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Lawmakers Support Career and Technical Education, Minus Funding

 A new law supporting Kentucky’s career and technical education programs lacks the proper funding to take effect, but education officials say the legislation shows the state’s support for making students college and career ready. The "career pathways" bill,  Senate Bill 38, is supposed to set new rigorous parameters for the state’s career and technical education (CTE) programs. “The drawback is the state did not provide any money to implement that. That bill has been submitted every year for several years I’m told. This is the first time it’s passed," said Jefferson County Public Schools CTE director Ken Talley. Of the 175 districts in the state, 163 have some form of a CTE program or course, said Dale Winkler, executive director of Kentucky's Office of Career and Technical Education.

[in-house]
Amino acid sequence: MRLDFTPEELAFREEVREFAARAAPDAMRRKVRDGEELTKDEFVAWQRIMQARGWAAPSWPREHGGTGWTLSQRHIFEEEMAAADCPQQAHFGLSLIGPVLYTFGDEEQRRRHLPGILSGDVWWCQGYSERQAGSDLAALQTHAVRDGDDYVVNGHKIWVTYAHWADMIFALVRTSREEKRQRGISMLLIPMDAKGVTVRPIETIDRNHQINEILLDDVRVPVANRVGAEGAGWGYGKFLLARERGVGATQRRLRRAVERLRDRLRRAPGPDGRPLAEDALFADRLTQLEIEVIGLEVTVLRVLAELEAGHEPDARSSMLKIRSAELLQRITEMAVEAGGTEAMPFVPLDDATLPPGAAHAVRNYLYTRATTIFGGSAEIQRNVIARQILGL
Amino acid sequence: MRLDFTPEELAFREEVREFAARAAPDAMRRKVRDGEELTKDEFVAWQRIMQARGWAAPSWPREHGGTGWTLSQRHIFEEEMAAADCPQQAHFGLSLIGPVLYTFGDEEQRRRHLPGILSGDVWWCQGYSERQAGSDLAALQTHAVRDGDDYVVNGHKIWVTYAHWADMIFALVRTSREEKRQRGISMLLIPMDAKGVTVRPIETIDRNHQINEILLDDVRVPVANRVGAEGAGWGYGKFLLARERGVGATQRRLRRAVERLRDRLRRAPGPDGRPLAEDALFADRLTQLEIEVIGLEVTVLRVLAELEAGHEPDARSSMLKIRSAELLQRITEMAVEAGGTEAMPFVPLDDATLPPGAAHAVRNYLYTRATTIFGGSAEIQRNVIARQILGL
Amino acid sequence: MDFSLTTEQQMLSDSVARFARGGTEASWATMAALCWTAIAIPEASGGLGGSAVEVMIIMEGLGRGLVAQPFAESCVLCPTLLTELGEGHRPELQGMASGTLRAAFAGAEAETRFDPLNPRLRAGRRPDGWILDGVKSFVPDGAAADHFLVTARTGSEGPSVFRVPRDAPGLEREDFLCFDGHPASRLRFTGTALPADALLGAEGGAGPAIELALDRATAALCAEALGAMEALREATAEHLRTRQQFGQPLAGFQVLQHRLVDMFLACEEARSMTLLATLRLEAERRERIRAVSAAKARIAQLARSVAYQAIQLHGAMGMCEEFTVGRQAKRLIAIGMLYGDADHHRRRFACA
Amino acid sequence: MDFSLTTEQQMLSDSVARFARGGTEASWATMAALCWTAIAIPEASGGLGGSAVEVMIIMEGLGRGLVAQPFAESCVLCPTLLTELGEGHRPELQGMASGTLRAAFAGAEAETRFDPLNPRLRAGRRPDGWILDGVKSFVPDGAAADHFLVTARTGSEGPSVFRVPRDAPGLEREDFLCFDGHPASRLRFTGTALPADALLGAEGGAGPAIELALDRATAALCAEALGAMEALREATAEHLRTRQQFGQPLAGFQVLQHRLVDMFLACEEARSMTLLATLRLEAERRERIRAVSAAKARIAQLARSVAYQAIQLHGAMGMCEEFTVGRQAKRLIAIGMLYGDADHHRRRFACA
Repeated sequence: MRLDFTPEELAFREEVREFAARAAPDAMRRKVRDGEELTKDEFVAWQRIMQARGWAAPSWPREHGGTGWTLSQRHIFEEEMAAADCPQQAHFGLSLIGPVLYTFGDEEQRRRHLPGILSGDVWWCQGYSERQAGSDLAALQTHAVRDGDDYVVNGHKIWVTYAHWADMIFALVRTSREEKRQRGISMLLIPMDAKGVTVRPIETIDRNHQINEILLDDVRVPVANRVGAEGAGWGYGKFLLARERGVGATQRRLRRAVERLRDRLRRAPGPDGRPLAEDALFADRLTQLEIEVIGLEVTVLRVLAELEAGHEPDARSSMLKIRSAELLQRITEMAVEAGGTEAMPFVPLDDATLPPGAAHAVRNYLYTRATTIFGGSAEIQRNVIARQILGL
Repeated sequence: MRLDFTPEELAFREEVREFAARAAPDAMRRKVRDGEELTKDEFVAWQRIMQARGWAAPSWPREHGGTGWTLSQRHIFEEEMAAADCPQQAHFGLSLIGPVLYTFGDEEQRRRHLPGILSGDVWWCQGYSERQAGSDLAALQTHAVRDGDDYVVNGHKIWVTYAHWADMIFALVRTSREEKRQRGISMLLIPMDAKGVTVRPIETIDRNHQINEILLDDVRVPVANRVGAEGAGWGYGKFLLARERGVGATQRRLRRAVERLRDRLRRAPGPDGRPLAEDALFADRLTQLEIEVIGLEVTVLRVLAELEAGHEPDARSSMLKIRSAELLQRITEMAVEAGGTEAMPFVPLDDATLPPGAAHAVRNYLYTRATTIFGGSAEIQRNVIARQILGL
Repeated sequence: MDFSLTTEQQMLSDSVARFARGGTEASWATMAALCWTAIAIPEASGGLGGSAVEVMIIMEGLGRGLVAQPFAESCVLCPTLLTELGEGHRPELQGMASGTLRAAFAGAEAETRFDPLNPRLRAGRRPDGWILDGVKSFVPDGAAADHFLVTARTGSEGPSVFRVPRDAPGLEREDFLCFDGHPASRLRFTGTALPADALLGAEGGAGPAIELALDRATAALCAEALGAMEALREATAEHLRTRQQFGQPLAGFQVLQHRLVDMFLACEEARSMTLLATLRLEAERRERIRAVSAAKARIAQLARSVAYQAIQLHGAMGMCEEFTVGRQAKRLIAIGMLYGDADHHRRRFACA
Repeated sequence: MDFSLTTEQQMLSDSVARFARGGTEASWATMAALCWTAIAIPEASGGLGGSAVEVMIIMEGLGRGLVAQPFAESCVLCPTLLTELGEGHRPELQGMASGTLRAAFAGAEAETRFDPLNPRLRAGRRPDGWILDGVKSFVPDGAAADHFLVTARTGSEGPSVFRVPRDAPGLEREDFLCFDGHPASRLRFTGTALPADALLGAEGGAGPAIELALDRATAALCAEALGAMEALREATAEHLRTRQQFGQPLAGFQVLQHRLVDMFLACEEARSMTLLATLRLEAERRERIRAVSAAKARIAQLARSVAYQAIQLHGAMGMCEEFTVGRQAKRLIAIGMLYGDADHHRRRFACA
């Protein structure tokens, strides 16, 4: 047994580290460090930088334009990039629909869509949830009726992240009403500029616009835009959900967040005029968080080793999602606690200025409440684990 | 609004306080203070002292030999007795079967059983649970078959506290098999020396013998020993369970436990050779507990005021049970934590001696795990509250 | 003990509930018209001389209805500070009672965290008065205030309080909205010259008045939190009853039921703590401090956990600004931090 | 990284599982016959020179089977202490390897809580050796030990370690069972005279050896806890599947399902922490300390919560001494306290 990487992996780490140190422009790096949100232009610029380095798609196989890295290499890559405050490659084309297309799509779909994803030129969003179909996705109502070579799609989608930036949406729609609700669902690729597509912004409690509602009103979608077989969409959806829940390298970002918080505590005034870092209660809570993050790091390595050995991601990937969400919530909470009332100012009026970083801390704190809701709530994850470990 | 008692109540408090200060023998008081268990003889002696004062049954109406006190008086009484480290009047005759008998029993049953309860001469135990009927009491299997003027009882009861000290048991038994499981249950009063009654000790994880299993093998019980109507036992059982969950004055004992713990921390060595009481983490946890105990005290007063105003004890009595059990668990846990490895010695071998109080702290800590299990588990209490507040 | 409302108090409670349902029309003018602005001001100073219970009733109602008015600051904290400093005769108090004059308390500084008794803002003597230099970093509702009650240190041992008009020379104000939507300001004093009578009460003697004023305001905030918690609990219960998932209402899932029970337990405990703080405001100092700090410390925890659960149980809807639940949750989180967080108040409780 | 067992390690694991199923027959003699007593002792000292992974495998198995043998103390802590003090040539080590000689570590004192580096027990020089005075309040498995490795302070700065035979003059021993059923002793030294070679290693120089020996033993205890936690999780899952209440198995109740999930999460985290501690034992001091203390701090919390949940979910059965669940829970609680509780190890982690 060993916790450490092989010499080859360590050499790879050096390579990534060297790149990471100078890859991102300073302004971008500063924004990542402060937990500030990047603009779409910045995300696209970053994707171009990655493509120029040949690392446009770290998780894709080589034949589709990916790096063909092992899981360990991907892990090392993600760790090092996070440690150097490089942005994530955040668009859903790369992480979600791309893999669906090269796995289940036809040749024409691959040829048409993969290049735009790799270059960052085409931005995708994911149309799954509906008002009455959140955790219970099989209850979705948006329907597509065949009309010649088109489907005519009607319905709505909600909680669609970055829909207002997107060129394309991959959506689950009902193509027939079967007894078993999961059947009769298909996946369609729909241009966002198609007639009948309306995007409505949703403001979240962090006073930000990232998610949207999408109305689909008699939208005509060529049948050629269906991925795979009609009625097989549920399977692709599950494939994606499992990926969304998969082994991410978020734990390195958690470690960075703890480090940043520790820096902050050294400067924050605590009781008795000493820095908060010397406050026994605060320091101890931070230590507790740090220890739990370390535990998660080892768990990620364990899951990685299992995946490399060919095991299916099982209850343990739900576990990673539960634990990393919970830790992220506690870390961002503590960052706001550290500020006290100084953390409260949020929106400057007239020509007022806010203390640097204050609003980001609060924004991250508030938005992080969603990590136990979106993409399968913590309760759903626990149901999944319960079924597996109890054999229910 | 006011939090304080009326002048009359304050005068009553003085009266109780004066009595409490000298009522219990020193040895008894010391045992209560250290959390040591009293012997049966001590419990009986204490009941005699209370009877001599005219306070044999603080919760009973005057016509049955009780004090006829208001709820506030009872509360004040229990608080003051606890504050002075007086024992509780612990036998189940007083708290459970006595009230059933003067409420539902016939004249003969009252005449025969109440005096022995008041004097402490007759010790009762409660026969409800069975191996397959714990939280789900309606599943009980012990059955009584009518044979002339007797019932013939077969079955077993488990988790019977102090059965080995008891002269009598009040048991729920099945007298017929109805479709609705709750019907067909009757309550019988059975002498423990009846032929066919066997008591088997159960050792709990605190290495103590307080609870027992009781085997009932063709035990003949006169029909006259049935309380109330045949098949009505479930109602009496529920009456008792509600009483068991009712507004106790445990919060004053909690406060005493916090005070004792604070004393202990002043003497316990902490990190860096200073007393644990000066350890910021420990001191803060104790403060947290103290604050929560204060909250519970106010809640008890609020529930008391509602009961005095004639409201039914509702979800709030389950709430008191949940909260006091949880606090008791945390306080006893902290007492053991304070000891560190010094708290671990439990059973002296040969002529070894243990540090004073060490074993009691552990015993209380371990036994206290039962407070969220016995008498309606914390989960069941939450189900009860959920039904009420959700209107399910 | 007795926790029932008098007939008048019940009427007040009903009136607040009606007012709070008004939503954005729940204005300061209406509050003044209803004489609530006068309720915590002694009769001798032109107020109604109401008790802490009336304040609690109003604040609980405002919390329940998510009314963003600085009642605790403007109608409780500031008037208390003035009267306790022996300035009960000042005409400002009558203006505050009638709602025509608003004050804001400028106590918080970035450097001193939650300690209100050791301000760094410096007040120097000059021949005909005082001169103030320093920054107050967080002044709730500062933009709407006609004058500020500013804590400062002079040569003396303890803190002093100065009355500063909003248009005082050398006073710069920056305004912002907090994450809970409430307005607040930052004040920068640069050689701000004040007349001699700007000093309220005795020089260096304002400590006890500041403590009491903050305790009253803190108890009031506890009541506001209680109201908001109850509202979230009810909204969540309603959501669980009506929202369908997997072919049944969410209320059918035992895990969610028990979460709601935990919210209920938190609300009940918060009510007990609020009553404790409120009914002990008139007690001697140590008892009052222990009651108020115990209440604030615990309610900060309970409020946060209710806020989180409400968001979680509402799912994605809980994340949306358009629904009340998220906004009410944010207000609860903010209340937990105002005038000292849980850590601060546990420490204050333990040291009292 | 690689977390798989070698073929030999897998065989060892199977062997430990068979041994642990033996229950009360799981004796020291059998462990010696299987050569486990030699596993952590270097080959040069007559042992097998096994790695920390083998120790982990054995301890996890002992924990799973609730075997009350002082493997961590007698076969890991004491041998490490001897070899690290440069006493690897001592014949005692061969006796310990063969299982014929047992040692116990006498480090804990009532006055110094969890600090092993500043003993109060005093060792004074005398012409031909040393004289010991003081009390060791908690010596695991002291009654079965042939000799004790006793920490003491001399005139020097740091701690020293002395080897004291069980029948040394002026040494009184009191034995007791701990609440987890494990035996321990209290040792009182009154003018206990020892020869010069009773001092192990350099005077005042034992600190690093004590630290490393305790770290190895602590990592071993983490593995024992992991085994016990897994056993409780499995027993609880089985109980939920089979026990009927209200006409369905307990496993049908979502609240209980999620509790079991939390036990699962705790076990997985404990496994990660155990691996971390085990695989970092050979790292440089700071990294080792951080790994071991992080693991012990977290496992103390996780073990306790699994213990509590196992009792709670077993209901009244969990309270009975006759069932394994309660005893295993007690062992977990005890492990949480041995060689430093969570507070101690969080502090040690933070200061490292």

"We're moving in the right direction with some of the initiatives that we're doing. We're bringing academic and technical teachers together to develop technical tasks that align to the new common core [standards]," he said. Many districts lack appropriate funding to provide a strong program and the new bill says when funding becomes available, schools will develop pathways for students in career in technical education. Winkler estimates the price tag to make an impact is $25 to $30 million, but he said passing the pathways bill shows lawmaker’s have recognized the importance of career and technical education. Programs like JCPS's career and technical programs are funded by federal, state and local dollars. This operating year, JCPS received $2.1 million from the state, $1.2 million from the federal government and $5 million was invested by the district itself. Talley said the next step is to provide funding for the bill, and said when the state finally does it's likely JCPS will already be in a good position to satisfy many of the initiatives

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